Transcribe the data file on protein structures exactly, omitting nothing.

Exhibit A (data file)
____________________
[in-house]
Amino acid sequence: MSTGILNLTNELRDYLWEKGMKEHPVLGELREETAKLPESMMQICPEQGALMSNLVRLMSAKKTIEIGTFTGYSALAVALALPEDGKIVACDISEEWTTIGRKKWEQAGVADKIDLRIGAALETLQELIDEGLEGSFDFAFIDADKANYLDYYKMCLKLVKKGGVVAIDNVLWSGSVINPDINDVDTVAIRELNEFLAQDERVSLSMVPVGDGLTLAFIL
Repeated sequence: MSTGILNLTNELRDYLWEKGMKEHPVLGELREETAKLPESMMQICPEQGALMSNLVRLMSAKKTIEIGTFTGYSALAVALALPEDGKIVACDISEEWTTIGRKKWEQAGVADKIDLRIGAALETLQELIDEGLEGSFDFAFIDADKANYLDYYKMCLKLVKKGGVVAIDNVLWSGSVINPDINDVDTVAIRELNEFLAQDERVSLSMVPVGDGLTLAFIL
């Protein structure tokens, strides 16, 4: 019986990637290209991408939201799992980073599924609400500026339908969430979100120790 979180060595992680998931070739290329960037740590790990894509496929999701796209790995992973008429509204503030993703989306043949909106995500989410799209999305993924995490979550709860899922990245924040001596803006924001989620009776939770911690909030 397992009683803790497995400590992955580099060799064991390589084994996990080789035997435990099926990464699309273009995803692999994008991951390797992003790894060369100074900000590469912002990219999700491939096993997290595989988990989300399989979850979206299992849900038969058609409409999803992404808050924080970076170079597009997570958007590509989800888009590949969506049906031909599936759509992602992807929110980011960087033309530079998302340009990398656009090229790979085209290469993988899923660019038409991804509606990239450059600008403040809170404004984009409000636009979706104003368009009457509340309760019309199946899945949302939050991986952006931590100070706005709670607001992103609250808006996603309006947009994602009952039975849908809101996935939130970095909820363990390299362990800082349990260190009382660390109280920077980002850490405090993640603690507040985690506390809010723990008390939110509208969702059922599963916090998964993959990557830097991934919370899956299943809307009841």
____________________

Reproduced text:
[in-house]
Amino acid sequence: MSTGILNLTNELRDYLWEKGMKEHPVLGELREETAKLPESMMQICPEQGALMSNLVRLMSAKKTIEIGTFTGYSALAVALALPEDGKIVACDISEEWTTIGRKKWEQAGVADKIDLRIGAALETLQELIDEGLEGSFDFAFIDADKANYLDYYKMCLKLVKKGGVVAIDNVLWSGSVINPDINDVDTVAIRELNEFLAQDERVSLSMVPVGDGLTLAFIL
Repeated sequence: MSTGILNLTNELRDYLWEKGMKEHPVLGELREETAKLPESMMQICPEQGALMSNLVRLMSAKKTIEIGTFTGYSALAVALALPEDGKIVACDISEEWTTIGRKKWEQAGVADKIDLRIGAALETLQELIDEGLEGSFDFAFIDADKANYLDYYKMCLKLVKKGGVVAIDNVLWSGSVINPDINDVDTVAIRELNEFLAQDERVSLSMVPVGDGLTLAFIL
């Protein structure tokens, strides 16, 4: 019986990637290209991408939201799992980073599924609400500026339908969430979100120790 979180060595992680998931070739290329960037740590790990894509496929999701796209790995992973008429509204503030993703989306043949909106995500989410799209999305993924995490979550709860899922990245924040001596803006924001989620009776939770911690909030 397992009683803790497995400590992955580099060799064991390589084994996990080789035997435990099926990464699309273009995803692999994008991951390797992003790894060369100074900000590469912002990219999700491939096993997290595989988990989300399989979850979206299992849900038969058609409409999803992404808050924080970076170079597009997570958007590509989800888009590949969506049906031909599936759509992602992807929110980011960087033309530079998302340009990398656009090229790979085209290469993988899923660019038409991804509606990239450059600008403040809170404004984009409000636009979706104003368009009457509340309760019309199946899945949302939050991986952006931590100070706005709670607001992103609250808006996603309006947009994602009952039975849908809101996935939130970095909820363990390299362990800082349990260190009382660390109280920077980002850490405090993640603690507040985690506390809010723990008390939110509208969702059922599963916090998964993959990557830097991934919370899956299943809307009841």